Filtered light

The Sun is the source of essentially all color on our planet. Sunlight is full-spectrum, and when you see something that has color, what you see is the reflected color that is not absorbed.  When the sun is at its brightest, the world is over-saturated with color, and we see less definition.  Paradoxically, there is so much color that we actually see less of it as direct sunlight trends to wash out everything. It is only when the sun is filtered that we see nuance and hue. Under a grey overcast day with light rain the solid monolithic green of a forest a becomes a multitude of greens, as well as reds, browns and yellows.  Resurrection Bay, on Alaska’s Seward Peninsula, is a deep fiord that accentuates that effect with steep craggy mountains providing depth and texture, shadow and light.  It really is the coastal rainforest at its finest.

Today, I saw the sun through a different filter.  The Alaska Sealife Center includes a delightful aquarium that is a must see if you ever get to Seward.  Every time I visit I discover something new. The first time it was the obvious things, watching birds “flying” through the water, seeing birds in a whole new light, and environment, as they show more grace underwater than one can imagine as they kind of lumber through the air.  I went back, and learned about fish policy, and the attempts at restoring Prince William Sound, and what has our had not recovered from the Exxon Valdez spill. This time my discovery was a new way to look at rain.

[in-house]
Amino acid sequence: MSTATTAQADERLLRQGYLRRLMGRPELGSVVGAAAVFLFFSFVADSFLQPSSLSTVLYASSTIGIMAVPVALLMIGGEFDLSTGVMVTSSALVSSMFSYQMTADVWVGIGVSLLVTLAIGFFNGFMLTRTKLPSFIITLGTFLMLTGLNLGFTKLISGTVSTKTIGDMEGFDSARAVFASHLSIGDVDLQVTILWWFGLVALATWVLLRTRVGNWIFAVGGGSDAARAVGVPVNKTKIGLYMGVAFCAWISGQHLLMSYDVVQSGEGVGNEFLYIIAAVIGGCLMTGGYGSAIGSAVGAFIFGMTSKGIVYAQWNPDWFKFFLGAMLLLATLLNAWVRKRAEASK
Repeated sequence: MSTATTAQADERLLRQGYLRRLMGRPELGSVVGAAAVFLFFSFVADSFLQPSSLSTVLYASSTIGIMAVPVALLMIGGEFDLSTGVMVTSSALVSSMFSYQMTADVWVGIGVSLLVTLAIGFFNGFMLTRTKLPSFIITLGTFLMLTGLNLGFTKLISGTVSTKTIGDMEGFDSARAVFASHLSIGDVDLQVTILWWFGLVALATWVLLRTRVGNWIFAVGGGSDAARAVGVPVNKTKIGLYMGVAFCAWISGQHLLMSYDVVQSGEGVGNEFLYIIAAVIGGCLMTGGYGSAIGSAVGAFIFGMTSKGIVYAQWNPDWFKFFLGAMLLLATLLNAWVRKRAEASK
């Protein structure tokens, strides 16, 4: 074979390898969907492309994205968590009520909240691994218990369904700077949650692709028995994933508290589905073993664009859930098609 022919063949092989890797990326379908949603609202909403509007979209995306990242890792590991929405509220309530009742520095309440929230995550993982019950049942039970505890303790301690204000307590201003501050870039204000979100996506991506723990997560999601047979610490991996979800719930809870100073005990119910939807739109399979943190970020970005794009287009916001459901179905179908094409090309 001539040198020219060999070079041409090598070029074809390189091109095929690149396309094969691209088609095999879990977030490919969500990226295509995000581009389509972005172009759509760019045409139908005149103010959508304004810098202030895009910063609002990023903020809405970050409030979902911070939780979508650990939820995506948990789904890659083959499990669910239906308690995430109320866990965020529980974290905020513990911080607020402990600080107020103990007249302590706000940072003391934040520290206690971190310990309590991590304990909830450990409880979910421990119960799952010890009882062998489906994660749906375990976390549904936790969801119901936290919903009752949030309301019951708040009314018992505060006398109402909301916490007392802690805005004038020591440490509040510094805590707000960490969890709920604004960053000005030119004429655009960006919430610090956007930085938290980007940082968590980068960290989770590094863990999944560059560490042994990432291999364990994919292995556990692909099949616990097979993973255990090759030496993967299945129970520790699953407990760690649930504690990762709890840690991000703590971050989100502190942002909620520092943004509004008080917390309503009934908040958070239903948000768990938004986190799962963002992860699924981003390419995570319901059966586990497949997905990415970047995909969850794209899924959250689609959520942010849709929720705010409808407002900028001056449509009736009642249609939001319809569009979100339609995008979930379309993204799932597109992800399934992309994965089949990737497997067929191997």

The signature piece for the Sea Life Center is the outdoor pen for the rehabilitation of marine mammals, filled with water constantly taken from and returned to Resurrection Bay.  Greater than 2 stories tall, you can stand at the bottom, and look up at the surface of the water.  What I discovered with this trip is that in a rainfall, each drop becomes a pin-prick of light; sunlight refracted to a diamond’s radiance.  As the water hits, it creates circles emanating outwards, each of which creates a mini rainbow, as transient as the raindrop itself.  Filtered light falling on water from the bay, showing a new layer of nature’s beauty.


Author: Kevin

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